A study conducted by the UCLA Latino Policy and Politics Institute found that during the height of the COVID-19 pandemic, “Latino and Asian patients were more likely to have challenges with telehealth use compared to white patients due to the limited availability of non-English resources during telehealth and in-person visits.”
The goal of the research was to examine the role of patient race and ethnicity in the use of in-person and telehealth visits to manage chronic conditions before and after the stay-at-home order was issued in California in March 2020. While focusing on seven clinical sites in Los Angeles County, researchers conducted a mixed-methods approach, both analyzing patient visits (in-person, telehealth, or video) and administering surveys to health care providers in the same clinics.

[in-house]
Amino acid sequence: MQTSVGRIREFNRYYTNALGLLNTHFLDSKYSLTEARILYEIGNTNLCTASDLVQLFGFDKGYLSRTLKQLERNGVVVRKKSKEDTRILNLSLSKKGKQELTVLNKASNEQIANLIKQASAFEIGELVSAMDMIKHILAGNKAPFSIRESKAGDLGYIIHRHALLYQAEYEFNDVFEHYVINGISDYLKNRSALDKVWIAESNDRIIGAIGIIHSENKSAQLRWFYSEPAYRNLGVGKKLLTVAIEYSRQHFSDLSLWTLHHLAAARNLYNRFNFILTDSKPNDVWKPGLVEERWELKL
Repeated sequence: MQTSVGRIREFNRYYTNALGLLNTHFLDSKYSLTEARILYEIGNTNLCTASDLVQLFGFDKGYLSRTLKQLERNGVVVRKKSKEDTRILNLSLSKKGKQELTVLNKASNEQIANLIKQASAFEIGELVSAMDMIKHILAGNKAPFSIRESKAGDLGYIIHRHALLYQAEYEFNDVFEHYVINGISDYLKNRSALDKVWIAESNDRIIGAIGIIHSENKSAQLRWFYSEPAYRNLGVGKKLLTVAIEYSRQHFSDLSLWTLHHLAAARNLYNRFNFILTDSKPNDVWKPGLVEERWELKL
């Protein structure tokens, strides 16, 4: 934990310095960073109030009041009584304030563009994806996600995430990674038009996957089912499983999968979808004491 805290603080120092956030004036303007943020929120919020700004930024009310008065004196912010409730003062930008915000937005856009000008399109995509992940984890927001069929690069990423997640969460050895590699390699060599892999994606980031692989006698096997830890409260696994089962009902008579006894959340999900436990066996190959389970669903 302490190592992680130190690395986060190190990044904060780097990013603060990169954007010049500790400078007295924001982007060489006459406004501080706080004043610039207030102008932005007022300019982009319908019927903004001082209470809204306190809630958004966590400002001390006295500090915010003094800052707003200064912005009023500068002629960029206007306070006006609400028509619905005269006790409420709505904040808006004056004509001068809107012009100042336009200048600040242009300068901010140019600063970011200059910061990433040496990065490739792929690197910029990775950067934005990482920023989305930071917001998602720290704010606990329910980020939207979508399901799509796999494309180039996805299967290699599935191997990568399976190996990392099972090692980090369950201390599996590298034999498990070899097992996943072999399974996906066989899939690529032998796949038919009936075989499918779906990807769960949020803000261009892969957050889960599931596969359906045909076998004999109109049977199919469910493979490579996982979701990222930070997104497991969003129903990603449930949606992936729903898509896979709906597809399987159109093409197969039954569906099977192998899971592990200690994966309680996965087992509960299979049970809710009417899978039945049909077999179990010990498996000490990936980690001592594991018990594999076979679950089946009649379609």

According to the clinicians surveyed, while Latino and Asian patients had more challenges with telehealth, Black and Caucasian patients experienced fewer hurdles. Older patients and those with limited access to technology also encountered more hurdles accessing telehealth services. Researchers also discovered that after health sessions shifted to telehealth, they often did not revert back to in-person.
The authors of the study highlighted key “lessons learned” from California’s telehealth rollout during COVID-19. Technology literacy and access to broadband were important factors for enabling telehealth use – especially among patients of color. Additionally, the authors stated, hybrid models of care – both telehealth and in-person visits – could improve care management and quality of care for patients with chronic health conditions.
 Bustamante, A. V., Silver, J., Martinez, L. E., Baldera-Medina Anaya, Y., Malagon, J. C. R., & Benitez Santos, N. (2023, January 24). Equity Gaps in Telehealth Use to Manage Chronic Conditions During COVID-19. Latino Policy & Politics Institute. Available at: https://latino.ucla.edu/research/equity-gaps-telehealth-covid-19/
February 2, 2023 – C. St. John